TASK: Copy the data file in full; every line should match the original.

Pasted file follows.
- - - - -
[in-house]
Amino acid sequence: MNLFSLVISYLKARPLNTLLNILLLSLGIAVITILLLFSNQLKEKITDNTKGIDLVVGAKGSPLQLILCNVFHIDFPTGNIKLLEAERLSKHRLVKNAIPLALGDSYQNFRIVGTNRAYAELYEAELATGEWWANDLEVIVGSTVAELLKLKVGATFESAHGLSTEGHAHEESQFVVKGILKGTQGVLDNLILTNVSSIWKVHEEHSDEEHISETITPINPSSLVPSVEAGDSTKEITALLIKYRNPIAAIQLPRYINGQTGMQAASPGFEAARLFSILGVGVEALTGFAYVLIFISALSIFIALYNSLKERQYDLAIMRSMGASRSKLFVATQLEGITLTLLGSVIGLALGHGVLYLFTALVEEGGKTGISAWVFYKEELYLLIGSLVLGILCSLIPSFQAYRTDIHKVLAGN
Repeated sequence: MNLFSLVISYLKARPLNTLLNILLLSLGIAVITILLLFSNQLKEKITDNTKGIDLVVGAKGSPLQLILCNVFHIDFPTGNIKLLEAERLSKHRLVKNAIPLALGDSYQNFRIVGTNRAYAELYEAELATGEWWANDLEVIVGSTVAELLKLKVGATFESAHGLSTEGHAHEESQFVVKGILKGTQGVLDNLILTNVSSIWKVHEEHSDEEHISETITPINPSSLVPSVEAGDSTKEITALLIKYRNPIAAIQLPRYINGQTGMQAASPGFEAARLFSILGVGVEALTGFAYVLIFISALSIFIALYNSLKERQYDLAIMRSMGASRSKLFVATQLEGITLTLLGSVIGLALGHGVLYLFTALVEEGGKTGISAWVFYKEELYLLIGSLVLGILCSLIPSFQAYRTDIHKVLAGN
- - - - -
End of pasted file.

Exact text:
[in-house]
Amino acid sequence: MNLFSLVISYLKARPLNTLLNILLLSLGIAVITILLLFSNQLKEKITDNTKGIDLVVGAKGSPLQLILCNVFHIDFPTGNIKLLEAERLSKHRLVKNAIPLALGDSYQNFRIVGTNRAYAELYEAELATGEWWANDLEVIVGSTVAELLKLKVGATFESAHGLSTEGHAHEESQFVVKGILKGTQGVLDNLILTNVSSIWKVHEEHSDEEHISETITPINPSSLVPSVEAGDSTKEITALLIKYRNPIAAIQLPRYINGQTGMQAASPGFEAARLFSILGVGVEALTGFAYVLIFISALSIFIALYNSLKERQYDLAIMRSMGASRSKLFVATQLEGITLTLLGSVIGLALGHGVLYLFTALVEEGGKTGISAWVFYKEELYLLIGSLVLGILCSLIPSFQAYRTDIHKVLAGN
Repeated sequence: MNLFSLVISYLKARPLNTLLNILLLSLGIAVITILLLFSNQLKEKITDNTKGIDLVVGAKGSPLQLILCNVFHIDFPTGNIKLLEAERLSKHRLVKNAIPLALGDSYQNFRIVGTNRAYAELYEAELATGEWWANDLEVIVGSTVAELLKLKVGATFESAHGLSTEGHAHEESQFVVKGILKGTQGVLDNLILTNVSSIWKVHEEHSDEEHISETITPINPSSLVPSVEAGDSTKEITALLIKYRNPIAAIQLPRYINGQTGMQAASPGFEAARLFSILGVGVEALTGFAYVLIFISALSIFIALYNSLKERQYDLAIMRSMGASRSKLFVATQLEGITLTLLGSVIGLALGHGVLYLFTALVEEGGKTGISAWVFYKEELYLLIGSLVLGILCSLIPSFQAYRTDIHKVLAGN